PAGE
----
As far as speed goes, Michael Penix Jr runs a 4.57 second 40-yard Dash, while Bo Nix runs a 4.75 second 40-yard Dash. Nix isn’t a mobile quarterback and certainly won’t be too concerned with his overall speed. He is fast enough to escape pressure, but rushing isn’t a notable part of his game so it’s no surprise that he isn’t very fast.

Penix Jr on the other hand has solid speed and rushing has been a part of his game in the past. With a lengthy injury history, however, the Falcons may have him glued to the pocket when he does get his chance. In the end, his high-end speed allows him to at least be a threat to rush and should allow him the ability to add in some fantasy points when he is forced to scramble.

This category goes to Michael Penix Jr easily. It remains to be seen whether or not he will use his speed, but if he can use it safely, he has much better speed.

Winner: Michael Penix Jr (1-0-1)

Arm Strength/Accuracy

This is our third head-to-head category and is the first win for Bo Nix. Michael Penix Jr graded out as an 84 on short throws, 93 on intermediate throws, and 95 on deep throws, for an average of 90 overall.

Bo Nix on the other hand graded out as an 85 on short throws, 93 on intermediate throws, 96 on deep throws, and a 91 overall.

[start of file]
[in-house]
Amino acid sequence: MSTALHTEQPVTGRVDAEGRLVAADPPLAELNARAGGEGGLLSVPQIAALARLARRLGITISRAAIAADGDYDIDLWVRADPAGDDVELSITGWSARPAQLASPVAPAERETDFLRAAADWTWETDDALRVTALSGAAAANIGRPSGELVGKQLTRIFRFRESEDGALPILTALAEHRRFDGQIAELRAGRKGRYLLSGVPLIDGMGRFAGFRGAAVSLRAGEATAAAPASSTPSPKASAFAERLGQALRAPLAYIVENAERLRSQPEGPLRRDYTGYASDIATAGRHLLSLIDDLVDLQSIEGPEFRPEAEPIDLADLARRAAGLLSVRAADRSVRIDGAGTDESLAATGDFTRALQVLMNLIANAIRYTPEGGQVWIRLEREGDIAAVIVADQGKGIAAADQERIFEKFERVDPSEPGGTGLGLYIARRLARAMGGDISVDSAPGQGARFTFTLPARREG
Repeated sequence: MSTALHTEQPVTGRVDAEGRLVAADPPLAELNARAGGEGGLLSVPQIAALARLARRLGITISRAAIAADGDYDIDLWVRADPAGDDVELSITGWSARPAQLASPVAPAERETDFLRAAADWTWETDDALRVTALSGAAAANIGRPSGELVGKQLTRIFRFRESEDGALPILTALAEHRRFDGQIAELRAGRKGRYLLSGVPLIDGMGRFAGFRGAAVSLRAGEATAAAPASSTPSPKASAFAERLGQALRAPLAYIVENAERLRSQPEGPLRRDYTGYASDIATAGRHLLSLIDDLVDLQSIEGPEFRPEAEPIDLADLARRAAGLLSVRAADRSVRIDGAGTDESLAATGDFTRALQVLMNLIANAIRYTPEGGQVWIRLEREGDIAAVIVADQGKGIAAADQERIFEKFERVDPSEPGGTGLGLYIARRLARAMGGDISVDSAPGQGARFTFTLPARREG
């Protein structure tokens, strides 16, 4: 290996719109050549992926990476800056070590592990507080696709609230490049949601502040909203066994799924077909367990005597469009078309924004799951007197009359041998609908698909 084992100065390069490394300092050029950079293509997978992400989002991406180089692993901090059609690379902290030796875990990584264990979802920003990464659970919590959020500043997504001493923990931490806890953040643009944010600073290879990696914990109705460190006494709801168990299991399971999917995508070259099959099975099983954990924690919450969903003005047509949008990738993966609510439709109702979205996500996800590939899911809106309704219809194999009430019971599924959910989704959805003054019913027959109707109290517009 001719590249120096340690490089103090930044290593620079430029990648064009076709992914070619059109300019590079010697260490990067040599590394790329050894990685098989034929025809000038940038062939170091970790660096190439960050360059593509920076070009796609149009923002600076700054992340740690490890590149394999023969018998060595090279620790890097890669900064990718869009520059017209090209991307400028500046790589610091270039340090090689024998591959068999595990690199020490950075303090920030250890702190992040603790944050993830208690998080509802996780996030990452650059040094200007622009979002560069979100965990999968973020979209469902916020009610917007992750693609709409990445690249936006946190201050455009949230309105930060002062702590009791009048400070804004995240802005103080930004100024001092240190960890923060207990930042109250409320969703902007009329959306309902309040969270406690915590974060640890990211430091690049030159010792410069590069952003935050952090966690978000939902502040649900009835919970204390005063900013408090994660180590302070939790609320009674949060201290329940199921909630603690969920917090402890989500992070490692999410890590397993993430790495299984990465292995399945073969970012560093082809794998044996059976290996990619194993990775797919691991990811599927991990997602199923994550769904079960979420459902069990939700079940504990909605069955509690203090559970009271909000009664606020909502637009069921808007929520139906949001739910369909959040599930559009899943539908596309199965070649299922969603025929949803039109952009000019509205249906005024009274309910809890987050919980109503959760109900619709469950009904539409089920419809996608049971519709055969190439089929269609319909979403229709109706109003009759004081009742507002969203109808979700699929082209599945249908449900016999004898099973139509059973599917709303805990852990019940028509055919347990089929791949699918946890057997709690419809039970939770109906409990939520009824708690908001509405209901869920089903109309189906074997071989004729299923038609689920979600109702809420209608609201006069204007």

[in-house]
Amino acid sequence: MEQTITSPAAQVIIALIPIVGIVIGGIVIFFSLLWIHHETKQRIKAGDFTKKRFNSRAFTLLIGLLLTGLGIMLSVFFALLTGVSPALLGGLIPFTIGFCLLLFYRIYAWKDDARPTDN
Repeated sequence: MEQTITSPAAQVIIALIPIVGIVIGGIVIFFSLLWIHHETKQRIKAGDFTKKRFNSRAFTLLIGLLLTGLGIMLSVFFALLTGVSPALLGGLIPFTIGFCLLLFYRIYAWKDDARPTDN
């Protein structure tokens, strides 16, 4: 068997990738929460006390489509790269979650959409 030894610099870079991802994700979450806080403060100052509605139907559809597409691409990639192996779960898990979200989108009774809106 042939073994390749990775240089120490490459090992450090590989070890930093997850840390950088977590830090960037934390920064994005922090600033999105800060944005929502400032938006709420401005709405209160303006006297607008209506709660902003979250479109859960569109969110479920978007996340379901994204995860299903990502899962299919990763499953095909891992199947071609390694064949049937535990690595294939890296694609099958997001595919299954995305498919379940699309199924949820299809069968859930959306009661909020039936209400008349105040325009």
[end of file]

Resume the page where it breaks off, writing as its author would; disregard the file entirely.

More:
Nix was better on short and deep throws, although he was far more comfortable in the short area of the field. The two were equal in the intermediate area of the field.

In the end, Nix was better overall and got the win in this category. This one could be a contextual win as Nix had his offensive system catered towards his skillset, so, unsurprisingly, he gets the win here.

Winner: Bo Nix (1-1-1)


This is another category that could be the result of high repetition in an offensive system catered to Bo Nix. His arm release and body mechanics graded out as a 91, while Penix Jr graded out as an 84.

As I said above, this could all be an offensive scheme. It’s easy for Nix to maintain consistent footwork and release point when he is repeating the same six-yard screen pass over and over again on a loop.